I am aware that a variety of definitions can be found for "criminal proceeding" and "civil proceeding." Many of these variations, unfortunately, can be found in judicial opinions. This is no reason to perpetuate irrational results whereby two different citizens who violate the same law in the same manner are denied equal treatment because one suffers loss of liberty and the other suffers loss of property. The layman is frequently confused by what the law does. I would find it impossible to explain to one citizen why his violation was handled in a "criminal proceeding" and his neighbors in a "civil proceeding" when they both violate the same law but are penalized in different ways.

[ 4 Pa. Commw. Page 182]

The cases cited by the majority have held that proceedings for the recovery of monies under municipal ordinances can be considered civil proceedings even though ordinance may designate the penalty as a "fine." Commonwealth Page 182} v. Ashenfelder, 413 Pa. 517, 198 A.2d 514 (1964); York v. Baynes, 188 Pa. Super. 581, 149 A.2d 681 (1959); Borough of Waynesburg v. Van Scyoc, 419 Pa. 104, 213 A.2d 216 (1965); Commonwealth v. Hanzlik, 191 Pa. Super. 460, 157 A.2d 97 (1960). None of these cases give a rationale for calling a proceeding civil when a "fine" is involved rather than "imprisonment." They all conclude and state that the distinction is well-settled but saying so does not make it so without a rationale acceptable to reasonable men.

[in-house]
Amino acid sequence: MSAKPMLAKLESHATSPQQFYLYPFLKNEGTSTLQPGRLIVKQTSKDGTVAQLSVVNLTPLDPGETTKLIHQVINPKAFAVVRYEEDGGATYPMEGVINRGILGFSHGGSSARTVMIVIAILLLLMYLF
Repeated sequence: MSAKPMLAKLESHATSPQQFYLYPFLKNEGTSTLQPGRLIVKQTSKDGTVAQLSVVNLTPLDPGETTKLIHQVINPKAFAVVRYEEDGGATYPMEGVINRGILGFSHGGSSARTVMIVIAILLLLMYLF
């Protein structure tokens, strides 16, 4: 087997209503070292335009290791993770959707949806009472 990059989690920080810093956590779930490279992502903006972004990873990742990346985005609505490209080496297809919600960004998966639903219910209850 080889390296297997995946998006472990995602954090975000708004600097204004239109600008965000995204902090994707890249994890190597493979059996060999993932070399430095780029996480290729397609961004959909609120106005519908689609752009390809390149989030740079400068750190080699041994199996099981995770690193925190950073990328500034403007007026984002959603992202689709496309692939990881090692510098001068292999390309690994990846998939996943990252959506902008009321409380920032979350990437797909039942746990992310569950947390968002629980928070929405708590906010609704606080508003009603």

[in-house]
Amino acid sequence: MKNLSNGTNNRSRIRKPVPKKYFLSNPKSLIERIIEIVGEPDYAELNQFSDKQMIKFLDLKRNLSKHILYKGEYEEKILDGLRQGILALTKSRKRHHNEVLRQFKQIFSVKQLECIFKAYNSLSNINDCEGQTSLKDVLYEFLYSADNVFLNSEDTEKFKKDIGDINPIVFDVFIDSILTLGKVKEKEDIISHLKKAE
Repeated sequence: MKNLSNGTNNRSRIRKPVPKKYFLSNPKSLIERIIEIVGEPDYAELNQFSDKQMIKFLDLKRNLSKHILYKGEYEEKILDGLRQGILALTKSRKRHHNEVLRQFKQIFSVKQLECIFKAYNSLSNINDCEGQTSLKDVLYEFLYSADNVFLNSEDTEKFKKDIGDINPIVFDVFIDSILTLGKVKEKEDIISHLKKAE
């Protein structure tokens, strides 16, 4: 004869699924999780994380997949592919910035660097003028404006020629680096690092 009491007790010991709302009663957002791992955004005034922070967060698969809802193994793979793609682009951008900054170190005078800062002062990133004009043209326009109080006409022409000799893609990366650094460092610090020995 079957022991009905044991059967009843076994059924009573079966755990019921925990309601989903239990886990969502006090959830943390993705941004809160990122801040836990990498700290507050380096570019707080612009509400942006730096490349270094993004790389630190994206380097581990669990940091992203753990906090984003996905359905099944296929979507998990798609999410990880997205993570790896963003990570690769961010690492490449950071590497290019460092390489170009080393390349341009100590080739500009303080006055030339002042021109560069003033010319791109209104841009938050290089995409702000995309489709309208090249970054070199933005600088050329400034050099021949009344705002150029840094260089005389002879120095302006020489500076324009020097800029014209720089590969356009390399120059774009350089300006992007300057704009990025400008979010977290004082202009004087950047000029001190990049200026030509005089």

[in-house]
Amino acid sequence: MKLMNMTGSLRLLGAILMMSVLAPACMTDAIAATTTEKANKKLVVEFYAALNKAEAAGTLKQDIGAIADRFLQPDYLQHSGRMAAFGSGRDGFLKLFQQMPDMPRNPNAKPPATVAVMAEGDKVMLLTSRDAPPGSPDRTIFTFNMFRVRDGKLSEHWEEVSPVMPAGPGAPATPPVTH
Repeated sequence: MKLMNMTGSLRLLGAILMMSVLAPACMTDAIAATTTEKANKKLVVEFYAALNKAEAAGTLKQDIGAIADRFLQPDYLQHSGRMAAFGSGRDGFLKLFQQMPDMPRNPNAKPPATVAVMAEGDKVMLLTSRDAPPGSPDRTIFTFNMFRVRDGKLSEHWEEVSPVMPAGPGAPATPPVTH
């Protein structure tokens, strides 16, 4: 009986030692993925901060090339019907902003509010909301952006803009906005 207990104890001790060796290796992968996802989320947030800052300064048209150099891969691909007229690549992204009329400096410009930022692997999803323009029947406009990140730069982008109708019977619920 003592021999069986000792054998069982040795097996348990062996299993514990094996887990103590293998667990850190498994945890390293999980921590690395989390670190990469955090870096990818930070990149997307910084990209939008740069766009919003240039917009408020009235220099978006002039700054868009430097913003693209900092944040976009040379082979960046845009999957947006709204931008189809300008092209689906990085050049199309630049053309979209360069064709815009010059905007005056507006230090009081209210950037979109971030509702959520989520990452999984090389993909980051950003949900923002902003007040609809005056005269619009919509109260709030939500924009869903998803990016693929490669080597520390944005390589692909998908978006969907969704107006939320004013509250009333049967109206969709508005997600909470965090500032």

Neither have I been able to find any rationale in any case which justifies the distinction between the violation of a municipal ordinance and the violation of a state law. The citizen who is penalized by "imprisonment" or "fine" can't possibly be expected to understand why his violation is a criminal proceeding or a civil proceeding depending upon what legislative body (municipal or sovereign) established the rules to be followed. Neither can I. If law is to merit respect as the science of justice it must make better sense than can be found in such meaningless distinctions.

I note also that Section 9-1109 is not the only enforcement tool provided to the Commission. The preceding section in the Philadelphia Code, Section 9-1108, allows the Commission to proceed in a court of equity to secure enforcement or compliance with a Commission order. Both of these sections (Section 9-1108 and Section 9-1109) were discussed at length in City of Philadelphia v. Price, 419 Pa. 564, 215 A.2d 661 (1966). The exact question before us was not involved in the Price case, but there is no question that prosecutions under Section 9-1109 were considered criminal proceedings. The Price case noted that the Commission could proceed to obtain enforcement of its orders in civil proceedings or criminal proceedings. The court noted in Price that Section 9-1109 permitted the imposition of

[ 4 Pa. Commw. Page 183]

"fines and/or imprisonment," and referred to these as "criminal penalties."

The City's appeal in this case, having been filed after the fifteen-day period provided for criminal proceedings, was not timely. The order of the lower court granting Home Agency and Tower's motion to dismiss the appeal should be affirmed.